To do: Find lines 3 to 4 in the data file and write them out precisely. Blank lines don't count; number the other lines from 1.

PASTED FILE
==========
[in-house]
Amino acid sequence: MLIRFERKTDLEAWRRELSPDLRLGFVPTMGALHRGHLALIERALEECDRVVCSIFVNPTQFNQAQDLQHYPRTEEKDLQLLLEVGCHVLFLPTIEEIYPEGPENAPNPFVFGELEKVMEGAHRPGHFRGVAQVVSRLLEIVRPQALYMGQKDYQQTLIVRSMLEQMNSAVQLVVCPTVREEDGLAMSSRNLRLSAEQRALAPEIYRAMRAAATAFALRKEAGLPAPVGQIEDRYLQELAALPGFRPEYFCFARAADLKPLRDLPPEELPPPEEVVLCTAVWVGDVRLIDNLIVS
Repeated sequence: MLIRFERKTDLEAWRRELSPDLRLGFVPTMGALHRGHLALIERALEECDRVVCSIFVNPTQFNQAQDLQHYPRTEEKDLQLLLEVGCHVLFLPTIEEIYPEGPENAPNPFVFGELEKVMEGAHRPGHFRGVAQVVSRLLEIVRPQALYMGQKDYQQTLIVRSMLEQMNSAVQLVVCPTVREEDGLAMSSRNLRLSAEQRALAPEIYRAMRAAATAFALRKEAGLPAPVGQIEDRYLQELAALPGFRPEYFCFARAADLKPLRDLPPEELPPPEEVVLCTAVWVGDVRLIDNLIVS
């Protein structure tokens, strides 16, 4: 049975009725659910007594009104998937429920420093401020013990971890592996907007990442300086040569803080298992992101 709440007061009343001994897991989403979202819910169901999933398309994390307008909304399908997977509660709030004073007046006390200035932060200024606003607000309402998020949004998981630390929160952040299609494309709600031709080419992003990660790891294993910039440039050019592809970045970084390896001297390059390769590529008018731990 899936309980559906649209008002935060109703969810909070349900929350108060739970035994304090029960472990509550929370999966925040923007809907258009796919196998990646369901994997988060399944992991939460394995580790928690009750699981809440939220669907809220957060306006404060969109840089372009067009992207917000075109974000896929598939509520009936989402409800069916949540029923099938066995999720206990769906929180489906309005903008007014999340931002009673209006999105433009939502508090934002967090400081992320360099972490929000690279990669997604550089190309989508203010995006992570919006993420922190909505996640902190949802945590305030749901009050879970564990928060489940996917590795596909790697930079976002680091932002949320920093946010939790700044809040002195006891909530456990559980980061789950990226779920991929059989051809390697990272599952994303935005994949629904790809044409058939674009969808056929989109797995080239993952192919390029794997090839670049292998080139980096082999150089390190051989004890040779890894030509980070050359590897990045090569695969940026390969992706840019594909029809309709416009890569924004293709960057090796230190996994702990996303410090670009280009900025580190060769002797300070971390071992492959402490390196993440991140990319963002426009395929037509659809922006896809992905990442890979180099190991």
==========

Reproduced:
Repeated sequence: MLIRFERKTDLEAWRRELSPDLRLGFVPTMGALHRGHLALIERALEECDRVVCSIFVNPTQFNQAQDLQHYPRTEEKDLQLLLEVGCHVLFLPTIEEIYPEGPENAPNPFVFGELEKVMEGAHRPGHFRGVAQVVSRLLEIVRPQALYMGQKDYQQTLIVRSMLEQMNSAVQLVVCPTVREEDGLAMSSRNLRLSAEQRALAPEIYRAMRAAATAFALRKEAGLPAPVGQIEDRYLQELAALPGFRPEYFCFARAADLKPLRDLPPEELPPPEEVVLCTAVWVGDVRLIDNLIVS
């Protein structure tokens, strides 16, 4: 049975009725659910007594009104998937429920420093401020013990971890592996907007990442300086040569803080298992992101 709440007061009343001994897991989403979202819910169901999933398309994390307008909304399908997977509660709030004073007046006390200035932060200024606003607000309402998020949004998981630390929160952040299609494309709600031709080419992003990660790891294993910039440039050019592809970045970084390896001297390059390769590529008018731990 899936309980559906649209008002935060109703969810909070349900929350108060739970035994304090029960472990509550929370999966925040923007809907258009796919196998990646369901994997988060399944992991939460394995580790928690009750699981809440939220669907809220957060306006404060969109840089372009067009992207917000075109974000896929598939509520009936989402409800069916949540029923099938066995999720206990769906929180489906309005903008007014999340931002009673209006999105433009939502508090934002967090400081992320360099972490929000690279990669997604550089190309989508203010995006992570919006993420922190909505996640902190949802945590305030749901009050879970564990928060489940996917590795596909790697930079976002680091932002949320920093946010939790700044809040002195006891909530456990559980980061789950990226779920991929059989051809390697990272599952994303935005994949629904790809044409058939674009969808056929989109797995080239993952192919390029794997090839670049292998080139980096082999150089390190051989004890040779890894030509980070050359590897990045090569695969940026390969992706840019594909029809309709416009890569924004293709960057090796230190996994702990996303410090670009280009900025580190060769002797300070971390071992492959402490390196993440991140990319963002426009395929037509659809922006896809992905990442890979180099190991």